As COVID-19 swept the nation last March, shuttering businesses and prompting stay-at-home orders, Lindsey Leininger found herself inundated with questions from family and friends about what was then a little-known virus.
“I’m a public health educator and I help people make sense of medical data,” said Leininger, who teaches at Dartmouth College.
Leininger wasn’t the only public health scientist getting guestions about the virus. Others in her field were receiving inquiries, too. So were doctors. “We were all awash in anxiety and questions, (and) personally fielding lots of questions,” said Leininger, an alum of the University of Chicago Harris School of Public Policy.
Rather than go it alone, Leininger and 12 other doctorally trained women from various public health and medical sciences joined forces to answer coronavirus-related questions on Facebook for family and friends.
Soon, she said, “it became bigger than that.”
Launched last March, the website Dear Pandemic lets people submit their pandemic-related questions for the team, now 23 members strong, to answer. In the past year, they’ve responded to hundreds of questions, including whether you should double mask and how to encourage loved ones to get the coronavirus vaccine when it’s their turn.
“There’s an overwhelming amount of information both good and bad, and we’re trying to help people cut through that,” said Leininger. “Our entire purpose is to answer people’s questions.”
Paying homage to “Dear Abby,” the team adopted a Q&A format, with short concise answers followed by longer explanations, often filled with emojis and references to their source material at the end.
While the women behind Dear Pandemic have advanced academic degrees and expertise in an array of fields, including nursing, mental health and epidemiology, they’ve adopted the moniker “those nerdy girls” bestowed upon them by an early follower.
“I think in a lot of places and spaces it’s appropriate to lead with your credentials if it’s anything medical or moral. That demands a different kind of communication style,” Leininger said. “But for us, we’re nerdy girls first, and I think leading with humanity means we use these things like emojis and plain language. We try to demonstrate that we’re people too, living in this really confusing and stressful time.”
Cutting through the information overload that has accompanied the pandemic includes debunking misinformation without unintentionally spreading it further. To do that, Dear Pandemic uses what it calls a “truth sandwich,” Leininger says.
“You lead with a fact, debunk a piece of bad junk and then end with a fact again. … We’ll debunk something but we’ll sandwich it between buns of truth,” she said. “We don’t lead with the myth – we are really intentional about trying to center on the truth.”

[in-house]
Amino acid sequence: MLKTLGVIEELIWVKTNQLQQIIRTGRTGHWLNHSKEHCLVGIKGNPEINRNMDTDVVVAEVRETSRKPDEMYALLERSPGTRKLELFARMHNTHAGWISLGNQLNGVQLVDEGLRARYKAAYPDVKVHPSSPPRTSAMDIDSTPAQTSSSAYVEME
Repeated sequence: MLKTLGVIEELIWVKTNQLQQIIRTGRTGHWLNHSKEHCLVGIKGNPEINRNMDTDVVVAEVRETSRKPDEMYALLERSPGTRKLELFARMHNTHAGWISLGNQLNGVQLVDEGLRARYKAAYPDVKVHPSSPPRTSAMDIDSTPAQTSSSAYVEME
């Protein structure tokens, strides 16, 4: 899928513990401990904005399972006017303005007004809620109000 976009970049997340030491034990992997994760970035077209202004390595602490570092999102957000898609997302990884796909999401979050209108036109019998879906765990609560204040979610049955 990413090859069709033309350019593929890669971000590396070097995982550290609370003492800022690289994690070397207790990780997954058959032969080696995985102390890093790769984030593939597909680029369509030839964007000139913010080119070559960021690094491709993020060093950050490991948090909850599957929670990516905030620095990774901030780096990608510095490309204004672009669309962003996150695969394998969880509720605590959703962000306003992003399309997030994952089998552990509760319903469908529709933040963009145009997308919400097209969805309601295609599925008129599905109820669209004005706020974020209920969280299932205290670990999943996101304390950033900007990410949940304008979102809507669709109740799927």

During her interview with WTTW News, Leininger demonstrated that format to address the myth of COVID-19 being comparable to the flu: “COVID is not the flu. It is deadlier than the flu. It is more transmissible than the flu. You may have heard that COVID is no worse than the flu. COVID is worse than the flu. It’s killed 500,000 people in the past year.”
The team also hosts a weekly Facebook Live session at 9 a.m. Saturdays in which they answer previously submitted questions.
“We kind of joke we are nerds and we need to study before we give the answers,” Leininger said.
They never imagined they would be still be answering pandemic-related questions a year after launching the site.
“Honestly, I don’t think this work ends when this crisis ends,” said Leininger. “We take very seriously the trust our community puts in us. And I wish it were the case that medical misinformation was only of the moment, but it was something that was with us before and will be with us after.”
While the team is focused on the present rather than what the future may hold, they are looking to add to their ranks.
“We are working very hard to bring new nerdy girls on from more diverse backgrounds,” Leininger said, adding the team received funding to bring on a visiting scholar from an underrepresented population. “We are trusted messengers of our demographic. We’re humble enough to know we’re not for many communities we care about. We take very seriously the need to partner with and support and lift up trusted messengers in (those communities).”